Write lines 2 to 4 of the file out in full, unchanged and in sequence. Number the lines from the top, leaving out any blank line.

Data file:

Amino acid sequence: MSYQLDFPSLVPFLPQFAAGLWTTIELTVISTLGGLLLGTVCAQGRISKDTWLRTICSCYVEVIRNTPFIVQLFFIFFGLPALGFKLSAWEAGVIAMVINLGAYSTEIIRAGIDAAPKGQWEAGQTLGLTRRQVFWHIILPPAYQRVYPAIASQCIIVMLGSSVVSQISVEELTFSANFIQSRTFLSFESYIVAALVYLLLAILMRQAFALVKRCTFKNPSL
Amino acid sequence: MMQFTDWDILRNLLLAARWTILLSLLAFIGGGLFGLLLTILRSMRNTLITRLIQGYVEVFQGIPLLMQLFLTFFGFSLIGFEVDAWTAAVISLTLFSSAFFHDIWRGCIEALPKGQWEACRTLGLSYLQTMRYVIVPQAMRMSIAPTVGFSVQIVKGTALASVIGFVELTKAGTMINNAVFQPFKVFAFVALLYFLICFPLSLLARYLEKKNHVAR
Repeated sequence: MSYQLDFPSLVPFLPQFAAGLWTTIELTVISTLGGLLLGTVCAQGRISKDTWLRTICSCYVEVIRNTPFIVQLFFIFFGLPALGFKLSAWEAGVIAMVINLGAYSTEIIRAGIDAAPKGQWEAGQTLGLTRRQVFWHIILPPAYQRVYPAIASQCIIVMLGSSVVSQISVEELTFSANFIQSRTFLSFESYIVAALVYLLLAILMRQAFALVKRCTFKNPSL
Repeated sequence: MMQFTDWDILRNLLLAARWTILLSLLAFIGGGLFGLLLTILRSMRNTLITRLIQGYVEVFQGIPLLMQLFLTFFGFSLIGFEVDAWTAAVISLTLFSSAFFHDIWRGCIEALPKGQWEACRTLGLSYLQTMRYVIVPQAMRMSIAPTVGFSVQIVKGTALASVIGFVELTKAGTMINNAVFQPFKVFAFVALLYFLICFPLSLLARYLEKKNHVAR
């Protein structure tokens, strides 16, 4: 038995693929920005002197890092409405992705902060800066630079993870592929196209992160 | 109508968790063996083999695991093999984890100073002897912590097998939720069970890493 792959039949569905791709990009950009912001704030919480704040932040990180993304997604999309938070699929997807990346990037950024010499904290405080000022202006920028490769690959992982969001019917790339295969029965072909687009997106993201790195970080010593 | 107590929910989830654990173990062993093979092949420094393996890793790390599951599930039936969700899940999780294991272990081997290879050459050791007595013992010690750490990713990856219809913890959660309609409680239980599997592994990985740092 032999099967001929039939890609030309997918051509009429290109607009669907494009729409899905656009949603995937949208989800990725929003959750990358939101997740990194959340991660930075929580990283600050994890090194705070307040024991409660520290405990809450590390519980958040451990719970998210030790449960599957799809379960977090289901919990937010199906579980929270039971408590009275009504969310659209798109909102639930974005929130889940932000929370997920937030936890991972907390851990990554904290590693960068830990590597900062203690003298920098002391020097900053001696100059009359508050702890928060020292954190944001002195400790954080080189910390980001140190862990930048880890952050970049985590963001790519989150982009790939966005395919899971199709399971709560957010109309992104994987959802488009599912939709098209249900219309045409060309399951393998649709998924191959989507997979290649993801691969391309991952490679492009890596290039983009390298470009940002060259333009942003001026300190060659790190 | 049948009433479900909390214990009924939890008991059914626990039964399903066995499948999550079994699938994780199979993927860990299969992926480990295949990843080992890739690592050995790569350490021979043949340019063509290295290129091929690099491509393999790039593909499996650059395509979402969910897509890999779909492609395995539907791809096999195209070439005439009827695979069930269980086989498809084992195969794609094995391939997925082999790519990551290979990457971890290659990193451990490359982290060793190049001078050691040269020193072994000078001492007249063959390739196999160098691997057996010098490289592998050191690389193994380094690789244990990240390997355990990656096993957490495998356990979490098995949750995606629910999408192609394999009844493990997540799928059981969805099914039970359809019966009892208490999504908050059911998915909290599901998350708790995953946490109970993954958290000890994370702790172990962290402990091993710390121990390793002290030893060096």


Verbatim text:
Amino acid sequence: MMQFTDWDILRNLLLAARWTILLSLLAFIGGGLFGLLLTILRSMRNTLITRLIQGYVEVFQGIPLLMQLFLTFFGFSLIGFEVDAWTAAVISLTLFSSAFFHDIWRGCIEALPKGQWEACRTLGLSYLQTMRYVIVPQAMRMSIAPTVGFSVQIVKGTALASVIGFVELTKAGTMINNAVFQPFKVFAFVALLYFLICFPLSLLARYLEKKNHVAR
Repeated sequence: MSYQLDFPSLVPFLPQFAAGLWTTIELTVISTLGGLLLGTVCAQGRISKDTWLRTICSCYVEVIRNTPFIVQLFFIFFGLPALGFKLSAWEAGVIAMVINLGAYSTEIIRAGIDAAPKGQWEAGQTLGLTRRQVFWHIILPPAYQRVYPAIASQCIIVMLGSSVVSQISVEELTFSANFIQSRTFLSFESYIVAALVYLLLAILMRQAFALVKRCTFKNPSL
Repeated sequence: MMQFTDWDILRNLLLAARWTILLSLLAFIGGGLFGLLLTILRSMRNTLITRLIQGYVEVFQGIPLLMQLFLTFFGFSLIGFEVDAWTAAVISLTLFSSAFFHDIWRGCIEALPKGQWEACRTLGLSYLQTMRYVIVPQAMRMSIAPTVGFSVQIVKGTALASVIGFVELTKAGTMINNAVFQPFKVFAFVALLYFLICFPLSLLARYLEKKNHVAR